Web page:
FIG. 5 is a flow diagram of steps in a method for creating an approach to a position on the ground of the present invention;
FIG. 6 is a flow diagram of steps in a method for creating an approach to a position on the ground of the present invention; and
FIG. 7 is a flow diagram of steps in a method for creating an approach to a position on the ground of the present invention.
While the making and using of various embodiments of the present invention is discussed in detail below, it should be appreciated that the present invention provides many applicable inventive concepts which can be embodied in a wide variety of specific contexts. The specific embodiments discussed herein are merely illustrative of specific ways to make and use the invention, and do not delimit the scope of the invention.
FIG. 1 is a schematic illustration of a helicopter preparing to land on a position on the ground that is generally designated 10. The helicopter 12 is flying in the air above the ground 14. The pilot of helicopter 12 has identified a location 16 on the ground 14 upon which he wishes to land the helicopter 12. The ground 14 has a variety of different elevations which will be referred to herein as terrain 18. In addition, a variety of obstacles, such as a tower 20 may also be present on the ground 14.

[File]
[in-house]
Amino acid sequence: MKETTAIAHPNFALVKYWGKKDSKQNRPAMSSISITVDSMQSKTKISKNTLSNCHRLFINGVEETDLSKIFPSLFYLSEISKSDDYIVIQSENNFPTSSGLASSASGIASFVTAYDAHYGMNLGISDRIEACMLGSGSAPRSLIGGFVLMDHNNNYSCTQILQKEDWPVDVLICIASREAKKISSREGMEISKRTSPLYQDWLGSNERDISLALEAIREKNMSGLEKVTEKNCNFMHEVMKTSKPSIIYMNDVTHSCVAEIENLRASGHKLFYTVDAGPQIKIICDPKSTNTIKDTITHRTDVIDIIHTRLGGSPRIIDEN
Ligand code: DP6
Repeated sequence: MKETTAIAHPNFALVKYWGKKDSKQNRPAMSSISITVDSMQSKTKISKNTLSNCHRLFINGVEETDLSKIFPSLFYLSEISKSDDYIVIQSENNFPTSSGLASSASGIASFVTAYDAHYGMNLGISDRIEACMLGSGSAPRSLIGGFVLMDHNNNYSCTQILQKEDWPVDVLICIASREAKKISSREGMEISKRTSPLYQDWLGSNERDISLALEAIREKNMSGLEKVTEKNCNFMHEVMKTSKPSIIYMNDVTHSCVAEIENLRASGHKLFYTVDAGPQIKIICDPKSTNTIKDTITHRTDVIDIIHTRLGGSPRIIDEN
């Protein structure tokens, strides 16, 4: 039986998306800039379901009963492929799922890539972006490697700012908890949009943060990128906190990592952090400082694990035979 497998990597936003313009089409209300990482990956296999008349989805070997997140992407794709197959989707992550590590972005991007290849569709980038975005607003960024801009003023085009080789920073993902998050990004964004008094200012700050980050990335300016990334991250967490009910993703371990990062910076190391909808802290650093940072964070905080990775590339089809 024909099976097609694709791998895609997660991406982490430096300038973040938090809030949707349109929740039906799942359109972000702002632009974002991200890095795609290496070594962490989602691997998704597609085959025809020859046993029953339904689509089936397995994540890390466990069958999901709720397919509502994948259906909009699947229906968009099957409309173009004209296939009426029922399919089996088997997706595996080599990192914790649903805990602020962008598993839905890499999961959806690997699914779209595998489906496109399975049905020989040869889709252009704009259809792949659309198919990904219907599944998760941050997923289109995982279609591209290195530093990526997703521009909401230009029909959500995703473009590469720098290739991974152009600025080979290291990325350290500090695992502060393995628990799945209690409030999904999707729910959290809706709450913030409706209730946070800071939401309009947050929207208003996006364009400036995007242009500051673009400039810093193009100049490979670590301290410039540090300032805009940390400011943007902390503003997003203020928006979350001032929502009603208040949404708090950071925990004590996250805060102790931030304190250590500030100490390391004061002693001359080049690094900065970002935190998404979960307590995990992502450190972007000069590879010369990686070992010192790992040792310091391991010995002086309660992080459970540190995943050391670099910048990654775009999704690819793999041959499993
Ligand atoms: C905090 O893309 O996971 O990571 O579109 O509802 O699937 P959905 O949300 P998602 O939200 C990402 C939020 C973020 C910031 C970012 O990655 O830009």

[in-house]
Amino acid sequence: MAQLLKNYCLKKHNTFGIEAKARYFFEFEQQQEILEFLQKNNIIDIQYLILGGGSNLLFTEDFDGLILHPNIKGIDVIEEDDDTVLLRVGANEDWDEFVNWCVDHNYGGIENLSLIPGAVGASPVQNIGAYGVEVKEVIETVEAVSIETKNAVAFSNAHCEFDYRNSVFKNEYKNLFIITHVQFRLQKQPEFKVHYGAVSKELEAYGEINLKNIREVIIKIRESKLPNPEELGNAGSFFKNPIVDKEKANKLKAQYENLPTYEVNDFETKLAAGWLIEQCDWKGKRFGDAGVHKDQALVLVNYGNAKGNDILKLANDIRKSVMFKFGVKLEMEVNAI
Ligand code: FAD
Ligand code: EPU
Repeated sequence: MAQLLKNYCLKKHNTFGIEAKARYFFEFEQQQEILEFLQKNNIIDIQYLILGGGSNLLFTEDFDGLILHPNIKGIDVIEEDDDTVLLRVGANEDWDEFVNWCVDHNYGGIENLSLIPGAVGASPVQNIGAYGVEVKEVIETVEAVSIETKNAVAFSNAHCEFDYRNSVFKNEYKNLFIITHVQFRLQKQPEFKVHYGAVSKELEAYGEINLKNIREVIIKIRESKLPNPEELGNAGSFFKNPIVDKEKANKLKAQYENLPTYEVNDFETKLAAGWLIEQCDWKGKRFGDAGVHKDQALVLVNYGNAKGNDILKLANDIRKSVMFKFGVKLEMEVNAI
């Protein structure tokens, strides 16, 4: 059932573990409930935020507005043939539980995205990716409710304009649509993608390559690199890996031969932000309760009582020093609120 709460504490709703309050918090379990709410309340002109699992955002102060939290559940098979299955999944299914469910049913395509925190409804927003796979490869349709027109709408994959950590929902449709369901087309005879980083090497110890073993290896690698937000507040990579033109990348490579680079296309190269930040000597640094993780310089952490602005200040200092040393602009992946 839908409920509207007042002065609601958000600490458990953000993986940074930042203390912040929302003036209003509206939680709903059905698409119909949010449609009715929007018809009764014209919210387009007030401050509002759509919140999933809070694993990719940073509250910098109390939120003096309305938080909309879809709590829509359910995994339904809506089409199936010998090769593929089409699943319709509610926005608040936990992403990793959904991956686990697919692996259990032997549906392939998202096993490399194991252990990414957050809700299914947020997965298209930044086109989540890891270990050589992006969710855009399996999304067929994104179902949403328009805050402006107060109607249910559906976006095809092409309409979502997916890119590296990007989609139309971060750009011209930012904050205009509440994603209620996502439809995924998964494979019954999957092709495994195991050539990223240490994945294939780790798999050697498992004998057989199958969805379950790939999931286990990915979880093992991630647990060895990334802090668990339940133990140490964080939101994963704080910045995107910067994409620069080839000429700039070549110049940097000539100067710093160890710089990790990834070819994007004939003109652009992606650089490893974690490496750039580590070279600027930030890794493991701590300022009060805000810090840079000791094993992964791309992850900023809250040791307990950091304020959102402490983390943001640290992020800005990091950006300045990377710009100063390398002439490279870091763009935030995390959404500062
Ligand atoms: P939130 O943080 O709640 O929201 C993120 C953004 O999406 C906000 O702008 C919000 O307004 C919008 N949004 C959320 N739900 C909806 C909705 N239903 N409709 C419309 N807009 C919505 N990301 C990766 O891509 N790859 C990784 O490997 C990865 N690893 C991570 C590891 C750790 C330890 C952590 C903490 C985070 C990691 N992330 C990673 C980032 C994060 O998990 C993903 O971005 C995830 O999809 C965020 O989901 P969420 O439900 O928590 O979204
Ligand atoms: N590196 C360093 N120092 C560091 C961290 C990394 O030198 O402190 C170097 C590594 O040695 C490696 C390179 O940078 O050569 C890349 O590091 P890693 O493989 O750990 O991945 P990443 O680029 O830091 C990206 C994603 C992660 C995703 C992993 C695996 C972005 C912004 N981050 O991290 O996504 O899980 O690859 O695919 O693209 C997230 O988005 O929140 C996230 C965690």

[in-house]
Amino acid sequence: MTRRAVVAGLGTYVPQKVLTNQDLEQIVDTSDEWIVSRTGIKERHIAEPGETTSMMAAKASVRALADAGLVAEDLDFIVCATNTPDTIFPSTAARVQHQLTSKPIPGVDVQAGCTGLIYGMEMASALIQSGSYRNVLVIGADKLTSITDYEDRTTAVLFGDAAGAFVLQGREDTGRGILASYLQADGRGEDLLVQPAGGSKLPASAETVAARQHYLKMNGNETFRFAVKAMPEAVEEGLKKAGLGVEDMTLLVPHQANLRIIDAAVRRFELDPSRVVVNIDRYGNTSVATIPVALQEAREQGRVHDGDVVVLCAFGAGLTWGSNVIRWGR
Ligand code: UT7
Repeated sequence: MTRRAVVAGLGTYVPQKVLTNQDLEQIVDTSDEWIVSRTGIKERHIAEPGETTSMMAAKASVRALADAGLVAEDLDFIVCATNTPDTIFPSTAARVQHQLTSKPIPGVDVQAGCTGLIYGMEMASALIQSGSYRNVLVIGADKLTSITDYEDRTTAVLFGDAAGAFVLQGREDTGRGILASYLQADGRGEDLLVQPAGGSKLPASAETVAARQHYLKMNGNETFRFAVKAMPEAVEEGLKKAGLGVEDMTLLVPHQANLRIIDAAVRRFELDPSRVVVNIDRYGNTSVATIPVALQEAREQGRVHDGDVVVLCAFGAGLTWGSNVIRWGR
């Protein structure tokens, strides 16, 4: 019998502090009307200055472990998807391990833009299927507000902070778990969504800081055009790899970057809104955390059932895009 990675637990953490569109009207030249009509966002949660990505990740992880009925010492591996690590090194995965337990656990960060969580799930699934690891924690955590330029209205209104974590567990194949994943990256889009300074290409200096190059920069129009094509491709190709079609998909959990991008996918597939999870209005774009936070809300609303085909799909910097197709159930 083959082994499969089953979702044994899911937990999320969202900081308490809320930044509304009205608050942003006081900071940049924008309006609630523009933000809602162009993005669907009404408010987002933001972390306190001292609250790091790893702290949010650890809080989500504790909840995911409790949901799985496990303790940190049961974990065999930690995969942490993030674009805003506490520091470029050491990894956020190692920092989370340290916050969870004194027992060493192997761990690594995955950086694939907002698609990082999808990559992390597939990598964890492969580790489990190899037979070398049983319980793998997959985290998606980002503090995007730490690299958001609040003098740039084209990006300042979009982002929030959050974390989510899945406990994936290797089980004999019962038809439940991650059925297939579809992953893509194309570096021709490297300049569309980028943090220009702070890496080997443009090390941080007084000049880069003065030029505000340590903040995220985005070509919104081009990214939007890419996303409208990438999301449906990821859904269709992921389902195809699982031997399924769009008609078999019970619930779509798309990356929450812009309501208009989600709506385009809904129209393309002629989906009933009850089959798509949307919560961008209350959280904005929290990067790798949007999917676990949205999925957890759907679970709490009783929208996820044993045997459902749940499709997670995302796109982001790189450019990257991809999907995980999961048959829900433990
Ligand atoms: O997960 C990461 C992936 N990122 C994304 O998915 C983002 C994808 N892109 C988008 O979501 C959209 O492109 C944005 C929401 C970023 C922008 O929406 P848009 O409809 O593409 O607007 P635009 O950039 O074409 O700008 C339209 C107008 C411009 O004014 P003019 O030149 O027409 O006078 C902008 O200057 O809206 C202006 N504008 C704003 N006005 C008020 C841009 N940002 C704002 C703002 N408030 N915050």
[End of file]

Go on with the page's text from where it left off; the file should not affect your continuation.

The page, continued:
The helicopter 12 includes a global positioning receiver 22 that receives transmissions from at least four satellites in a global positioning system. The satellite positions are used by the receiver 22 as precise reference points to determine the location of the receiver 22. When receiving the signals from at least four satellites, the receiver 22 can determine latitude, longitude, altitude and time. As will be explained in greater detail below, the helicopter 12 may also include an onboard computer system that processes the GPS data such that the position of the helicopter 12 with respect to the terrain 18 and any obstacles 20 can be determined.
A database onboard the helicopter 12 includes information relating to terrain elevation data and obstacle data such that a digital moving map may be displayed to the pilot of the helicopter 12. In addition, a real time mapping device 24 such as a Doppler radar, diode laser or the like may be used for real time mapping of the ground 14 to determine the terrain 18 and any obstacles 20 and compare such data to the terrain elevation data and obstacle data stored on the database within the helicopter 12. The real time mapping data may be used to verify the validity of terrain elevation data and obstacle data stored within the database or may be used independent thereof. Using the terrain elevation data and obstacle data stored in the data base, identified with the real time mapping device 24 or both, the computer onboard helicopter 12 creates a precision approach from the in flight position of the helicopter 12 to the position 16 on the ground 14.
Referring now to FIG. 2, therein is a block diagram of one implementation of a system according to the present invention that is generally designated 30. A processor 32 is connected to a data storage device 34. Data stored in the data storage device 34 may include digital terrain elevation data and obstacle data. These and other types of data may be organized in any desirable configuration for facilitating the operation of a system of the present invention as described below. The data storage device used to hold the data may be a CD-ROM. Read/write devices may also be employed, however, portions of the data are preferably temporarily retained or cached in other data storage devices for faster access as desired.